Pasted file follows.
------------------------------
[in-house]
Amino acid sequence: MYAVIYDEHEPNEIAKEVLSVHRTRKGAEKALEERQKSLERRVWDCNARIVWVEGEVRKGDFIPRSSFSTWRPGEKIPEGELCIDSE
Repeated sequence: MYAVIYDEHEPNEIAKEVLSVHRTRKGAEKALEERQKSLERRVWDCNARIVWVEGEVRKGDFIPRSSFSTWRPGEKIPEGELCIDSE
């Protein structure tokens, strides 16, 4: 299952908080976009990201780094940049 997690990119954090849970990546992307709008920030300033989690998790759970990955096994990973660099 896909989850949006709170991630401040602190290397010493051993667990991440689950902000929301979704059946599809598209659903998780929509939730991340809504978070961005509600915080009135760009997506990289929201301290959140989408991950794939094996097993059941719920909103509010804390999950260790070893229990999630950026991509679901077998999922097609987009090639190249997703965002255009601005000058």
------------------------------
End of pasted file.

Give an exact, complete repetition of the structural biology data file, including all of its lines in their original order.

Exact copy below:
[in-house]
Amino acid sequence: MYAVIYDEHEPNEIAKEVLSVHRTRKGAEKALEERQKSLERRVWDCNARIVWVEGEVRKGDFIPRSSFSTWRPGEKIPEGELCIDSE
Repeated sequence: MYAVIYDEHEPNEIAKEVLSVHRTRKGAEKALEERQKSLERRVWDCNARIVWVEGEVRKGDFIPRSSFSTWRPGEKIPEGELCIDSE
């Protein structure tokens, strides 16, 4: 299952908080976009990201780094940049 997690990119954090849970990546992307709008920030300033989690998790759970990955096994990973660099 896909989850949006709170991630401040602190290397010493051993667990991440689950902000929301979704059946599809598209659903998780929509939730991340809504978070961005509600915080009135760009997506990289929201301290959140989408991950794939094996097993059941719920909103509010804390999950260790070893229990999630950026991509679901077998999922097609987009090639190249997703965002255009601005000058």